Sunday, January 30, 2011

This Week In Non-House Hugh Laurie: Tracey Takes On

Hugh Laurie really likes him some sketch comedy. One would think that after appearances in the Footlights Revue, A Bit of Fry and Laurie, and Look at the State We're In!, he would have gotten a little burnt out. But I guess the prospect of working with Tracey Ullman was too much to pass up, as he appears in two sketches from the first season of Tracey Takes On.

In both sketches, he plays a character named Timmy. Timmy is a member of Parliament, and British comedy being what it is he is of course a fumbling idiot lowlife who thinks that he's sophisticated but is really just a scandal waiting to happen. This first sketch, called "Death," just plays on that theme by having the newspapers pick up on an embarrassing tradition that he takes part in with other members of Parliament. It's entertaining enough, but nothing new.

The next sketch, though, is memorable for me not particularly for Hugh Laurie, but for Tracey Ullman's dead on impersonation of Her Royal Highness, Princess Margaret (yes, I'm well aware that this is supposed to be about Hugh Laurie, but Hugh Laurie doesn't really do anything worth talking about here so humor me). To be honest, I had no idea who Princess Margaret was until I watched this bit, so I did a bit of reading on Wikipedia to get some of the basics.

As it turns out, Princess Margaret's life was something out of a soap opera. She tried to marry Peter Townsend (not the guitarist from The Who) in 1953, but was forbidden to do so by the Church of England as he had been divorced. She wound up marrying a photographer named Antony Armstrong-Jones, who she cheated on more than once. One such affair was with a man 17 years younger than her, making her a cougar in the public eye well before being a cougar was cool.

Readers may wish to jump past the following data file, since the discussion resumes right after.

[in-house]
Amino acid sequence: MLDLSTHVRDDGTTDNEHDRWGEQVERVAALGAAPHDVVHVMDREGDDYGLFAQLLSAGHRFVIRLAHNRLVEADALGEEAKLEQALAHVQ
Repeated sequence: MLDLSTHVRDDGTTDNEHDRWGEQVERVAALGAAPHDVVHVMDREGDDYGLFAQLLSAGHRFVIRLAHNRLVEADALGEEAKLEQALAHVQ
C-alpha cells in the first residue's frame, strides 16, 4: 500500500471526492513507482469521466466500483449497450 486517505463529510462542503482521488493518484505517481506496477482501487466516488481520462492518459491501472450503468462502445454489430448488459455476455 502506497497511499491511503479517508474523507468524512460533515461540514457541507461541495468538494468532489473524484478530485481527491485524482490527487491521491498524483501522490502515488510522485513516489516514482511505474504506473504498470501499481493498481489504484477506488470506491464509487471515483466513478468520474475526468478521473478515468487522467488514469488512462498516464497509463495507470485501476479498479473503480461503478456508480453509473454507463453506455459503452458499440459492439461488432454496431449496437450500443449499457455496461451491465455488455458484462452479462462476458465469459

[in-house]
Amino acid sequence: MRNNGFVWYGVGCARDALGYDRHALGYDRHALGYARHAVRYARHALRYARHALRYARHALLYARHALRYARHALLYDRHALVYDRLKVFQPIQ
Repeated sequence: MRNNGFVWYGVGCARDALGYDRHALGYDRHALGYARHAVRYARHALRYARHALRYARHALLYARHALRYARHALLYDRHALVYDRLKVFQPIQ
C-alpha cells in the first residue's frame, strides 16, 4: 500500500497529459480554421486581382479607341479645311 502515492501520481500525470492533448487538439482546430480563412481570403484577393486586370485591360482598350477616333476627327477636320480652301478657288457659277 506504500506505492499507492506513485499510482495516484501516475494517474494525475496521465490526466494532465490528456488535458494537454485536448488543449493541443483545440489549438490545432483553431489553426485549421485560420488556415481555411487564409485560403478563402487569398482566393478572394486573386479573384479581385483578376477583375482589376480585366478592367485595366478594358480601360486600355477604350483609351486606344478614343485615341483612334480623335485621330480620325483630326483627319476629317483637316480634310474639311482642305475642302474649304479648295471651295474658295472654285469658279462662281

Apart from the drama and the scandal, another aspect of Princess Margaret's life that seems to have defined her, especially later in life, is that Her Royal Highness could be a world-class bitch. This is the angle that Ullman takes in her representation of Margaret, as every line in the following clip seems to be meant to hurt someone's feelings.

Now, never having met Her Royal Highness, I can't really say if that's how she truly was, but judging by the following clips of some of her interviews, but match up Ullman's impression with clips of Princess Margaret's interviews in the following clip, and tell me that she's not pretty well dead on.

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